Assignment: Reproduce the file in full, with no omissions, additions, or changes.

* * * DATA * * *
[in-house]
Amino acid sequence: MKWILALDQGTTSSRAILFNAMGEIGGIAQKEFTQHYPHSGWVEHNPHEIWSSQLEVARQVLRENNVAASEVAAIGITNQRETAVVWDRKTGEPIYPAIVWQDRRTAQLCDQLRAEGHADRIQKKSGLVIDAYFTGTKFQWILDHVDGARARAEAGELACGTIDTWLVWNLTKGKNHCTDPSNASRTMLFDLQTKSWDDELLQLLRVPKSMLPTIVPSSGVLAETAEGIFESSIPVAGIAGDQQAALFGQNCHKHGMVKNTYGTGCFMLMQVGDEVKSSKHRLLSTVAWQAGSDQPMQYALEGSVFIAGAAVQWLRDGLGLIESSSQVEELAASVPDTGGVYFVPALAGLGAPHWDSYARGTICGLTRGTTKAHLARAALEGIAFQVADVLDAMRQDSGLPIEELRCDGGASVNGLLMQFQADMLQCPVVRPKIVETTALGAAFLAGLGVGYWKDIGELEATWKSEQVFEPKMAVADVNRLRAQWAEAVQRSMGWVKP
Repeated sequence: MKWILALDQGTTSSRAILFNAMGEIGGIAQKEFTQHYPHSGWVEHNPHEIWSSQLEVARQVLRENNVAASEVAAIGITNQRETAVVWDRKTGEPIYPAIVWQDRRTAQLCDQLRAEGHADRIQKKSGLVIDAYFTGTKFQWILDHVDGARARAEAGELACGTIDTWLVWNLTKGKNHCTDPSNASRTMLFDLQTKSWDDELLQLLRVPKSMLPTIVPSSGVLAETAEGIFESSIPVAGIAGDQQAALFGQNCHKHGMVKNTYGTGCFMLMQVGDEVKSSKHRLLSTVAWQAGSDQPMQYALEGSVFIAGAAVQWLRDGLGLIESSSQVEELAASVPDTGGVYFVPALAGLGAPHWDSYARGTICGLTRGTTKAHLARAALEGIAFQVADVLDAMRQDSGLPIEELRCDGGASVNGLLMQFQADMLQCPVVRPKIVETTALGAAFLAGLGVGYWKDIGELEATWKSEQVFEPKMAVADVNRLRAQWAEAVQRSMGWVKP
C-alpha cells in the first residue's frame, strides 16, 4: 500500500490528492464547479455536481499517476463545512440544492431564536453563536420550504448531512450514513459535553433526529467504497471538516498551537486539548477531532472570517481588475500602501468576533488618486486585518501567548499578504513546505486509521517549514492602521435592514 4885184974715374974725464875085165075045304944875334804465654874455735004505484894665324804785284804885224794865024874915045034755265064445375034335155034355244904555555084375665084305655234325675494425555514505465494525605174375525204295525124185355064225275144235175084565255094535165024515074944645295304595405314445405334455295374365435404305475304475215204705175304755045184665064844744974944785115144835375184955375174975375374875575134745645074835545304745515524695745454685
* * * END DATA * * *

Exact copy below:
[in-house]
Amino acid sequence: MKWILALDQGTTSSRAILFNAMGEIGGIAQKEFTQHYPHSGWVEHNPHEIWSSQLEVARQVLRENNVAASEVAAIGITNQRETAVVWDRKTGEPIYPAIVWQDRRTAQLCDQLRAEGHADRIQKKSGLVIDAYFTGTKFQWILDHVDGARARAEAGELACGTIDTWLVWNLTKGKNHCTDPSNASRTMLFDLQTKSWDDELLQLLRVPKSMLPTIVPSSGVLAETAEGIFESSIPVAGIAGDQQAALFGQNCHKHGMVKNTYGTGCFMLMQVGDEVKSSKHRLLSTVAWQAGSDQPMQYALEGSVFIAGAAVQWLRDGLGLIESSSQVEELAASVPDTGGVYFVPALAGLGAPHWDSYARGTICGLTRGTTKAHLARAALEGIAFQVADVLDAMRQDSGLPIEELRCDGGASVNGLLMQFQADMLQCPVVRPKIVETTALGAAFLAGLGVGYWKDIGELEATWKSEQVFEPKMAVADVNRLRAQWAEAVQRSMGWVKP
Repeated sequence: MKWILALDQGTTSSRAILFNAMGEIGGIAQKEFTQHYPHSGWVEHNPHEIWSSQLEVARQVLRENNVAASEVAAIGITNQRETAVVWDRKTGEPIYPAIVWQDRRTAQLCDQLRAEGHADRIQKKSGLVIDAYFTGTKFQWILDHVDGARARAEAGELACGTIDTWLVWNLTKGKNHCTDPSNASRTMLFDLQTKSWDDELLQLLRVPKSMLPTIVPSSGVLAETAEGIFESSIPVAGIAGDQQAALFGQNCHKHGMVKNTYGTGCFMLMQVGDEVKSSKHRLLSTVAWQAGSDQPMQYALEGSVFIAGAAVQWLRDGLGLIESSSQVEELAASVPDTGGVYFVPALAGLGAPHWDSYARGTICGLTRGTTKAHLARAALEGIAFQVADVLDAMRQDSGLPIEELRCDGGASVNGLLMQFQADMLQCPVVRPKIVETTALGAAFLAGLGVGYWKDIGELEATWKSEQVFEPKMAVADVNRLRAQWAEAVQRSMGWVKP
C-alpha cells in the first residue's frame, strides 16, 4: 500500500490528492464547479455536481499517476463545512440544492431564536453563536420550504448531512450514513459535553433526529467504497471538516498551537486539548477531532472570517481588475500602501468576533488618486486585518501567548499578504513546505486509521517549514492602521435592514 4885184974715374974725464875085165075045304944875334804465654874455735004505484894665324804785284804885224794865024874915045034755265064445375034335155034355244904555555084375665084305655234325675494425555514505465494525605174375525204295525124185355064225275144235175084565255094535165024515074944645295304595405314445405334455295374365435404305475304475215204705175304755045184665064844744974944785115144835375184955375174975375374875575134745645074835545304745515524695745454685